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- by patiently-waiting Apr 30, '12Hello all,
I am finishing up the second semester of school and seeing that I have a huge passion for pediatric and neonatal nursing I choose to do a huge paper on reducing the nosie level in the NICU. I know that there are studies out there that talk about how critical it is to keep the noise level down, but I would love to know how realistic can that be. I would so very much appreciate if a NICU nurse would respond and allow me to pick her brain. This class is suppose to be taught in the last semester of school were I would have already gone through my peds/obgyn rotation but my school decided to move it up. Any help would be greatly appreciated.
Thank you sooo much
Stressed out !!!
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- Apr 30, '12 by PetsToPeopleThere is info online about NICU's that are making many changes, and the how and why of it. Some are even making huge remodeling efforts that use seperate rooms that house a few incubators each that are off of the main room. When an infant needs care they pull that one incubator out of the room and do the care in the center room, so all the infants do not have to hear all the fuss. One ven brought in a professional ceilo player and said they noticed immediate positive responses from the infants, especially from one in particular that was having a really hard time...the nurse was crying when she said she could tell he was finally feeling a little peace from his pain and stress.
- Apr 30, '12 by umcRNWell, my nicu has all private rooms, no TV watching in the rooms, no cell phone use in the rooms etc. I think it's great. I never worked in the older NICU (this one being built only 3 years ago) so I don't know what the open floor nicu with bays was like but I can only imagine the chaos and stress of all that noise, lights etc. Our nicu is typically very quiet and if a baby is super sensitive (like those PPHN-ers or micro's) when we are done with cares we can turn the lights out, close the door and let them be. The monitors are still visible from outside the rooms and the alarms go to our phones. We also have the ability to pull up a patients monitor on our other patients monitor so we can "watch" the other kiddo from our other patients room. We typically only have 1 or 2 patients in this unit as well.
Not sure if that helped at all but that's my experience!
- Apr 30, '12 by patiently-waitingthanks guys, i have been watching vids on YouTube that show how some hospitals run their NICU and I can see how they try to minimize the noise. Your comments really help as well, I know I have a lot more info to collect but you guys have given me a good start. Thanks a TON!!!!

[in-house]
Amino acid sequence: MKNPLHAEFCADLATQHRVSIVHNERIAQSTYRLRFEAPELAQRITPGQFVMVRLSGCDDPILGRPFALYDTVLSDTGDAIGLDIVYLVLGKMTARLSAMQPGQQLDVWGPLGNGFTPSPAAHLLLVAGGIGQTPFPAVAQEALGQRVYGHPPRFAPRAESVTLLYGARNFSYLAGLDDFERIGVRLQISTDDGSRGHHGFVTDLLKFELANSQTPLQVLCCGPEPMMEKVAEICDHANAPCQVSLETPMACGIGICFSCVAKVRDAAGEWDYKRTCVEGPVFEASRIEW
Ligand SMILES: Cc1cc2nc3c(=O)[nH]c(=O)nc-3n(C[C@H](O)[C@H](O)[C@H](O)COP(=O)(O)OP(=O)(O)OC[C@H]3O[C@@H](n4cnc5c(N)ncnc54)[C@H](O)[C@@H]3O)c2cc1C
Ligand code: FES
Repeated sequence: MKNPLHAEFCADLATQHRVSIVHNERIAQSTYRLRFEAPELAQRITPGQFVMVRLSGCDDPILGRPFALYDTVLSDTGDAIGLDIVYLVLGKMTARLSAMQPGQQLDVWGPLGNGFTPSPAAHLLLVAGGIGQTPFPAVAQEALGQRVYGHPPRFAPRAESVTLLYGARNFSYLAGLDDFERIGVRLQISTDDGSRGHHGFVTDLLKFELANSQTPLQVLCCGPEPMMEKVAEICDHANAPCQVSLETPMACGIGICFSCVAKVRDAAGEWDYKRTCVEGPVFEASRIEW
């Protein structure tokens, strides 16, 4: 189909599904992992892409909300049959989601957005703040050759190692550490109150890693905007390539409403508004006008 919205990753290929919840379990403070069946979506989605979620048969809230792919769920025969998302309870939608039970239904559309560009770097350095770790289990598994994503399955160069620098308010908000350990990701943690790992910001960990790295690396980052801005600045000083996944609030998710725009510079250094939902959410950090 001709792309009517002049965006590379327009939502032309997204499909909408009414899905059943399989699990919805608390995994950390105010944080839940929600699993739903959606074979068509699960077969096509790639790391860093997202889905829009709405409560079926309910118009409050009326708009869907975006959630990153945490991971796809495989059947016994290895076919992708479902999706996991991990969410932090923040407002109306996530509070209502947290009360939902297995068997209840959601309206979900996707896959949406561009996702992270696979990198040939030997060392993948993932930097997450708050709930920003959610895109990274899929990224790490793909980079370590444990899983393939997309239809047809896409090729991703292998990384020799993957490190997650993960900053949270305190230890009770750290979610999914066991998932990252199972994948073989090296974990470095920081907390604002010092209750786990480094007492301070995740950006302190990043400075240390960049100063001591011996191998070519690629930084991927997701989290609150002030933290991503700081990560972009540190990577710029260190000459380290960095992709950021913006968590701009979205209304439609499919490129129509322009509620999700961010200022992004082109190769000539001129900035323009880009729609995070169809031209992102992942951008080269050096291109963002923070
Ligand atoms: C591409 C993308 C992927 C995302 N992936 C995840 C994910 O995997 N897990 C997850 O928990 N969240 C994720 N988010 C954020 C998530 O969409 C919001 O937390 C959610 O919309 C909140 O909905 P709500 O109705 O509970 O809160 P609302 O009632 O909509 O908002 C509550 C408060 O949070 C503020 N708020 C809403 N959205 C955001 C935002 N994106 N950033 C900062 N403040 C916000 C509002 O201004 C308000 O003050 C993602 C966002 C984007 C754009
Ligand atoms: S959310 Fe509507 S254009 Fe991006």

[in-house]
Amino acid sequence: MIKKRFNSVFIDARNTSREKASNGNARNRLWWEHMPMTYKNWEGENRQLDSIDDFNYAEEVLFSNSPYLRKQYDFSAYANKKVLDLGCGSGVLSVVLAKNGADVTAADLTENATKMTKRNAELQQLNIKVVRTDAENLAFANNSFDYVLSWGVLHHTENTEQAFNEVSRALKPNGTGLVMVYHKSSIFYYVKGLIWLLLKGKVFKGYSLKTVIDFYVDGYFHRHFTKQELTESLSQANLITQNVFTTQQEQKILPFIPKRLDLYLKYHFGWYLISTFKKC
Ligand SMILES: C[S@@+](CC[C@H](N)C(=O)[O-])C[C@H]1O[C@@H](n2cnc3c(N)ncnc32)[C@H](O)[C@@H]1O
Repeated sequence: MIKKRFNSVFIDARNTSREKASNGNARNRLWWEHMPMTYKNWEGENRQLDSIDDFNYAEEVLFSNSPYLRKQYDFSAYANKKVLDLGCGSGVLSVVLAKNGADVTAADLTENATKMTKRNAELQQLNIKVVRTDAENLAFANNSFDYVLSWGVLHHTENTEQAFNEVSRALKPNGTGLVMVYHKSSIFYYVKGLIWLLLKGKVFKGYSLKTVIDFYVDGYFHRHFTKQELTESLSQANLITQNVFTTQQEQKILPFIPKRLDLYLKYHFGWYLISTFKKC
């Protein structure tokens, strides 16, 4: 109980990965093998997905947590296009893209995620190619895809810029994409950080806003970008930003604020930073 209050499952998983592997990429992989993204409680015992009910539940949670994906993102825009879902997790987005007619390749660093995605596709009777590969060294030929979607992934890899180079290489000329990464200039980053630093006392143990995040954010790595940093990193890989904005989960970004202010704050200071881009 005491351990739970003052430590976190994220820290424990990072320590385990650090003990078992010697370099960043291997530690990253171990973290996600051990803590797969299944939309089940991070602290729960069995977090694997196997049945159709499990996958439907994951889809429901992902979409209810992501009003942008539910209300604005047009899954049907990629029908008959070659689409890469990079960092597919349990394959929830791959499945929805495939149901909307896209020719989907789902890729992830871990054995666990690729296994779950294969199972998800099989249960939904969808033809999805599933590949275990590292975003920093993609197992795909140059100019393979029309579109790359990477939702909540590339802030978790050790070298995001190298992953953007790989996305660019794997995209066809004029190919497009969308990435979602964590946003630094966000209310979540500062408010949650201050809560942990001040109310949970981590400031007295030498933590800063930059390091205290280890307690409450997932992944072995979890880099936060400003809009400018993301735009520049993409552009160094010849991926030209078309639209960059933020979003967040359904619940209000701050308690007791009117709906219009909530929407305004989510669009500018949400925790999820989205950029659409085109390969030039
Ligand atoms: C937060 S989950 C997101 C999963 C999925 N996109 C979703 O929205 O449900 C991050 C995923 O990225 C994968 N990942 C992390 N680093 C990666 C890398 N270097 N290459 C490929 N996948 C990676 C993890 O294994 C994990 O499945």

- May 1, '12 by Allie911As a RN and a mom of a premie I can say the noise level in the NICU is not only a stressor for the babies but also for the parents. I have been a pediatric nurse and worked occasionally in a NICU, but it wasn't until I was there as a mom that I truely understood how important the noise level was. The beeping of machines is constant, not sure if they can fix that one, but as you left the NICU at then end of an extremely stressful day with your baby you hear beeps and alarms in your sleep. Many babies are irritable those first few days or weeks in the NICU and every little noise or touch irritates them, it is hard on the family to see your baby in distress and not even be able to touch them to show them you are there. I think any way to limit the noise and caos in that stressful environment would be a wonderful improvement. After we got home from the NICU, my baby was so use to the noise that she wasn't able to sleep in a quiet home environment and we have to run a noisy humidifier as white noise so she is able to sleep.
Good luck on your paper and your career choice in Peds or NICU, you will love it ) I know I do.
- May 1, '12 by patiently-waitingThanks I can see how a baby could get used to noise then when there isnt any they dont know what to do. Im sure that the beeping machines are the #1 cause of noise in the NICU , there are machines that can adjust the volume of the alarms or that only alarm in citical sitution like HR drops, and decrease in O2 sat more than 5%, but of course withe very soluiton there is a barrier i am finding out and its calle $$$$$$.
Thank you for your response and thank for the well wished I hope i can get a good grade on this paper and be able to enjoy my peds/ob rotation in the fall.
- May 1, '12 by TiffyRNAs it is, I did a research paper recently (working on my RN-BSN) that included a sub-topic of noise in the NICU. I don't know if you have access to a good journal search engine (my college uses EBSCOhost) where you would be able to read the whole article, but there is a lot out there written about this topic. One of the big take-home messages is that noise can severely affect a sensitive infant including affecting their oxygen saturations. It can affect their long-term neurodevelopment and the extent of that is just now being explored. Another important point is that healthcare providers are the source of a lot of the preventable noise in the NICU.
Hoping you have access to a good search feature at school, try looking up the article "Infant Neurobehavioral Development" by Lester et al in the journal: Seminars in Perinatology, Volume 35, issue 1, Feb. 2011. It is a very long article with all kinds of detailed information, including covering the effects of noise on the preterm infant. The list of articles at the end was one of my greatest resources and has at least 4 articles covering noise in the NICU. I bet 1/2 my research paper sprung from the information in this article and sources I tracked from the bibliography section.
- May 1, '12 by patiently-waitingThanks i have access to EBSCOhost ill def look into that article. Thanks